Rural Americans at Higher Risk of Death from Five Leading Causes

On January 12, 2017, the Centers for Disease Control and Prevention announced the results of a study that demonstrates rates of the five leading causes of death are higher among rural Americans:

  • heart disease,
  • cancer,
  • unintentional injuries,
  • chronic lower respiratory disease, and
  • stroke
“We have seen increasing rural-urban disparities in life expectancy and mortality emerge in the past few years. CDC’s focus on these critical rural health issues comes at an important time,”  said Health Resources and Services Administration (HRSA) Acting Administrator, Jim Macrae, in a press release.

According to the CDC, gaps in mortality can be addressed by the following:

  • Screen patients for high blood pressure and make control a quality improvement goal. High blood pressure is a leading risk factor for heart disease and stroke.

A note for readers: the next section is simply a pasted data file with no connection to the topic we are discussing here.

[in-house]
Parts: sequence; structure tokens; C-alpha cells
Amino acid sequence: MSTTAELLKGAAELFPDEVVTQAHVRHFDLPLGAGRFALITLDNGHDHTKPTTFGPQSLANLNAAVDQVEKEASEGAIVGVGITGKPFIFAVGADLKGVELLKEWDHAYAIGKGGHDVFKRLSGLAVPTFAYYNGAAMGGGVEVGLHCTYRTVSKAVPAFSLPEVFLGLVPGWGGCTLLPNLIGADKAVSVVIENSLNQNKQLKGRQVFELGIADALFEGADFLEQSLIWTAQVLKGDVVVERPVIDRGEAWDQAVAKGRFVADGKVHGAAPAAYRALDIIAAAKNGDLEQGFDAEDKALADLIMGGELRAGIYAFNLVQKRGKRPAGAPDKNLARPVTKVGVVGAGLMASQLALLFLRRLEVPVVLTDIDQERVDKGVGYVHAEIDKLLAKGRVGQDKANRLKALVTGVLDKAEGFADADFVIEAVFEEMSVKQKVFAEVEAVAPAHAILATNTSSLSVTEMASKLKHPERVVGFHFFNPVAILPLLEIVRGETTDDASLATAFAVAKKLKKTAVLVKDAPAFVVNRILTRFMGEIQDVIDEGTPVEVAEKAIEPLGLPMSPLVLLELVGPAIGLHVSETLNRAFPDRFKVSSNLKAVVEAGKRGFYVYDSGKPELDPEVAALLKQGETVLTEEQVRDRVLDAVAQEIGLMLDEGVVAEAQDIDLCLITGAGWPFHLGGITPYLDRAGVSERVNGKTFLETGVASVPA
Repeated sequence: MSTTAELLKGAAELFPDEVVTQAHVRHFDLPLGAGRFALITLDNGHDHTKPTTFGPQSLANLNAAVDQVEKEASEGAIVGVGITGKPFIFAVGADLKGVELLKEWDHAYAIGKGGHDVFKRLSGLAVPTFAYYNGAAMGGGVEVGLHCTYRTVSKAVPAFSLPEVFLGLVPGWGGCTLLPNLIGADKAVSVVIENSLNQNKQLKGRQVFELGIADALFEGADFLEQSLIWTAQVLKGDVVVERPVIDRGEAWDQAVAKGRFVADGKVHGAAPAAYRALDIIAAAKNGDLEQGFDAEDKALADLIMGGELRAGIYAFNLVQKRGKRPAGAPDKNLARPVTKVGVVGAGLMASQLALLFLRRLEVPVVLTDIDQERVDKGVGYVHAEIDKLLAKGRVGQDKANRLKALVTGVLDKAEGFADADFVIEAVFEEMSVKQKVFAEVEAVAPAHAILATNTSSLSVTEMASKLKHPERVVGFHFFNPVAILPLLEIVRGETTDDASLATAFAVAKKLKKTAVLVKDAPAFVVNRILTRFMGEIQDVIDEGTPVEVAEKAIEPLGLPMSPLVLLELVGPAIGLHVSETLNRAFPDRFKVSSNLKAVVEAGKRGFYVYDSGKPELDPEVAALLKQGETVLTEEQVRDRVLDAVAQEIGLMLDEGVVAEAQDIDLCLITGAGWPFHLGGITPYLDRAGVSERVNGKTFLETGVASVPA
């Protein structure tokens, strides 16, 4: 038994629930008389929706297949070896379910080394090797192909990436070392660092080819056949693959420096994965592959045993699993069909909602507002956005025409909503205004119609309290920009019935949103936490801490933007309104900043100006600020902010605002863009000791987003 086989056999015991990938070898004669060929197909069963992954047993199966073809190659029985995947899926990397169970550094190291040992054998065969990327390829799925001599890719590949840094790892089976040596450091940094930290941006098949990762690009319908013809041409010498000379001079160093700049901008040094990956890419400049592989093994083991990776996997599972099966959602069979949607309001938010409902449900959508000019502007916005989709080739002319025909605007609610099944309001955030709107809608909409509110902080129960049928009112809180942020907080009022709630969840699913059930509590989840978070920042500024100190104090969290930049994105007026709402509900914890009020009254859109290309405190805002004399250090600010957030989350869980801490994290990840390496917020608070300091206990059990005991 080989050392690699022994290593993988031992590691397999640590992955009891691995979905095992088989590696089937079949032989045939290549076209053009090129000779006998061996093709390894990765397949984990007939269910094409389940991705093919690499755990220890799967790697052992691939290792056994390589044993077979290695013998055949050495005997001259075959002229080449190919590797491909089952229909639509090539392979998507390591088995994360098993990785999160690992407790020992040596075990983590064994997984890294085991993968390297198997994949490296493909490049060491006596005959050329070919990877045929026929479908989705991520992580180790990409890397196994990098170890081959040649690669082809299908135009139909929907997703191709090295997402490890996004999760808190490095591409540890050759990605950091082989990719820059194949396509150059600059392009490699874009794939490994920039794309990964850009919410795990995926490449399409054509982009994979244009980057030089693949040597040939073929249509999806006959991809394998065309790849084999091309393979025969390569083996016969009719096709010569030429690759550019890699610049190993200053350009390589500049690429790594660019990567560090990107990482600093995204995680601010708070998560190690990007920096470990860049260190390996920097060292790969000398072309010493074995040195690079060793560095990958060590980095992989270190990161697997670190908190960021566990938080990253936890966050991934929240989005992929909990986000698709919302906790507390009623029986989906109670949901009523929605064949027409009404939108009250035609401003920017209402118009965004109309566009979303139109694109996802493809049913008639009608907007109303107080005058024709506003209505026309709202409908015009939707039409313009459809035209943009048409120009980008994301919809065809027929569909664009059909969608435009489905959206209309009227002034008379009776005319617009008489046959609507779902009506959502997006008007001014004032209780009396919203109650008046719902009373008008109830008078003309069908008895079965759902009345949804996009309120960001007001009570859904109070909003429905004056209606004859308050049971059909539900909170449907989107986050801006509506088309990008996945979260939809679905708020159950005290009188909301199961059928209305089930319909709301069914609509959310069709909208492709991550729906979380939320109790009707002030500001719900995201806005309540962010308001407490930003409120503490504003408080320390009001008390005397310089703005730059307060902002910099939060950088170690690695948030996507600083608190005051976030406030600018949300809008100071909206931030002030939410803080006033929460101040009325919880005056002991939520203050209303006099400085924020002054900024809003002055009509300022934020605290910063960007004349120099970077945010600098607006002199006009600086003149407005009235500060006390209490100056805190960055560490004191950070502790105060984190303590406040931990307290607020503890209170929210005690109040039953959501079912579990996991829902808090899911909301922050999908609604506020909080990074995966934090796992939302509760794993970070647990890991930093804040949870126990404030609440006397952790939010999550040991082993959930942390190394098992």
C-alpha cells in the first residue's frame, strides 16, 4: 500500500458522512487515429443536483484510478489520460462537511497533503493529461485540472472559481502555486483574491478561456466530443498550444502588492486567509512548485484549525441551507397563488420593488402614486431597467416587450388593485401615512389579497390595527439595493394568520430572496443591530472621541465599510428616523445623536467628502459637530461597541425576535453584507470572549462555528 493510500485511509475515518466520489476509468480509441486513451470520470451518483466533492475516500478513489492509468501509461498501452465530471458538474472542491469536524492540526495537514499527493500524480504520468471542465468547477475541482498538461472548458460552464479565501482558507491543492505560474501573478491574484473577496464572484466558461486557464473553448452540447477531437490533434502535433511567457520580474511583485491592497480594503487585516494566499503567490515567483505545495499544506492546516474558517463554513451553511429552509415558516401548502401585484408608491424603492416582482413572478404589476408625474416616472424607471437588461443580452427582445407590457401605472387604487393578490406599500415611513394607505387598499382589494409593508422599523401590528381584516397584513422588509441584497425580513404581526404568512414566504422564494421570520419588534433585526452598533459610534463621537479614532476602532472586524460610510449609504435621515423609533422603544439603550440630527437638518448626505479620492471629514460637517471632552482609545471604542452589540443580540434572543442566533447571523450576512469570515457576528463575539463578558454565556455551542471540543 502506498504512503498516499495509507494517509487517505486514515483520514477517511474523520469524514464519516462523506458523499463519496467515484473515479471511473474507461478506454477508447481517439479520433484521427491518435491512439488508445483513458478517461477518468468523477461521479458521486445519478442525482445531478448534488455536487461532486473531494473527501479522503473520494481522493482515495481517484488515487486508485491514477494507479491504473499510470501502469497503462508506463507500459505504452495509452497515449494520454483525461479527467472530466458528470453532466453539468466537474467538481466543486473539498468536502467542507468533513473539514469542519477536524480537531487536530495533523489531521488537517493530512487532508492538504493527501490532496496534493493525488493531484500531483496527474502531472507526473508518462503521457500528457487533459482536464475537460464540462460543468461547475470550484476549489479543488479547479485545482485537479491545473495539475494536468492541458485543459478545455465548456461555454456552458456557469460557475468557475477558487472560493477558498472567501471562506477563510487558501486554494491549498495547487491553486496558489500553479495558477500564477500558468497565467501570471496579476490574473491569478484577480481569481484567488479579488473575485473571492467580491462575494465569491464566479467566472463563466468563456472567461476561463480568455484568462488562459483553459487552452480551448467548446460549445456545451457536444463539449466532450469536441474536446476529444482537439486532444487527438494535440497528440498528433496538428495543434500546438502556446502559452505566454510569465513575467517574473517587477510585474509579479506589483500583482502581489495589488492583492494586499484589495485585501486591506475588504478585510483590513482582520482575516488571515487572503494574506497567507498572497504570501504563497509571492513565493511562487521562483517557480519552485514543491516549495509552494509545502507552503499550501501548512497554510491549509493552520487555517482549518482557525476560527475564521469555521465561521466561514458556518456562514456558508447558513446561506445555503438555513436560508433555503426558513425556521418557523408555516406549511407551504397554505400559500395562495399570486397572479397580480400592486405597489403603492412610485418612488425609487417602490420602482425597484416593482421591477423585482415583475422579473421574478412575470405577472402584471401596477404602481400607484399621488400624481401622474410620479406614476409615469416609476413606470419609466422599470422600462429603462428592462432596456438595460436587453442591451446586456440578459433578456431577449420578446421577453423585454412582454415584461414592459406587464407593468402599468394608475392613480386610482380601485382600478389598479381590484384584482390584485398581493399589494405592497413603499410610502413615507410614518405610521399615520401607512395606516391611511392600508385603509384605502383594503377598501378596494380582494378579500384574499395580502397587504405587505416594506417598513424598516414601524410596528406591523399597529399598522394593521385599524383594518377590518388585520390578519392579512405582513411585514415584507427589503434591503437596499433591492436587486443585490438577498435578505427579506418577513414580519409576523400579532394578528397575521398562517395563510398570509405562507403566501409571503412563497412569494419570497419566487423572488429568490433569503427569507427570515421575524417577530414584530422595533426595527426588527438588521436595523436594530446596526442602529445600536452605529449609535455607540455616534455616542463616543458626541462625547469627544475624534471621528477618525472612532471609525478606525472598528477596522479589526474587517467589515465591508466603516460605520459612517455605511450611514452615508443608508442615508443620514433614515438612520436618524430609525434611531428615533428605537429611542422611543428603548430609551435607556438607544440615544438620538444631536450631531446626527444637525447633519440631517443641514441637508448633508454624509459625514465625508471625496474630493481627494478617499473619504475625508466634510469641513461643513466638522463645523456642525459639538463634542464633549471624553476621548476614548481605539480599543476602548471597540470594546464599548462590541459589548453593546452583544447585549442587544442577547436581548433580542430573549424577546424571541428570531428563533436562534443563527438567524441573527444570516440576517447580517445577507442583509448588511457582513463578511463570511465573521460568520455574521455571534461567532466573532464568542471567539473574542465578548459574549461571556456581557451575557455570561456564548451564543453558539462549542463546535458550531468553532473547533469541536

• Increase cancer prevention and early detection. Rural healthcare providers should participate in the state-level comprehensive control coalitions. Comprehensive cancer control programs focus on cancer prevention, education, screening, access to care, support for cancer survivors, and overall good health.
  • Encourage physical activity and healthy eating to reduce obesity. Obesity has been linked to a variety of serious chronic illnesses, including diabetes, heart disease, cancer, and arthritis.
  • Promote smoking cessation. Cigarette smoking is the leading cause of preventable disease and death in the United States and is the most significant risk factor for chronic lower respiratory disease.
  • Promote motor vehicle safety. Rural healthcare providers should encourage patients to always wear a seat belt and counsel parents and child care providers to use age- and size-appropriate car seats, booster seats, and seat belts on every trip.
  • Engage in safer prescribing of opioids for pain. Healthcare providers should follow the CDC guideline when prescribing opioids for chronic pain and educate patients on the risks and benefits of opioids and using nonpharmacologic therapies to provide greater benefit.

View the CDC News Release for more information.

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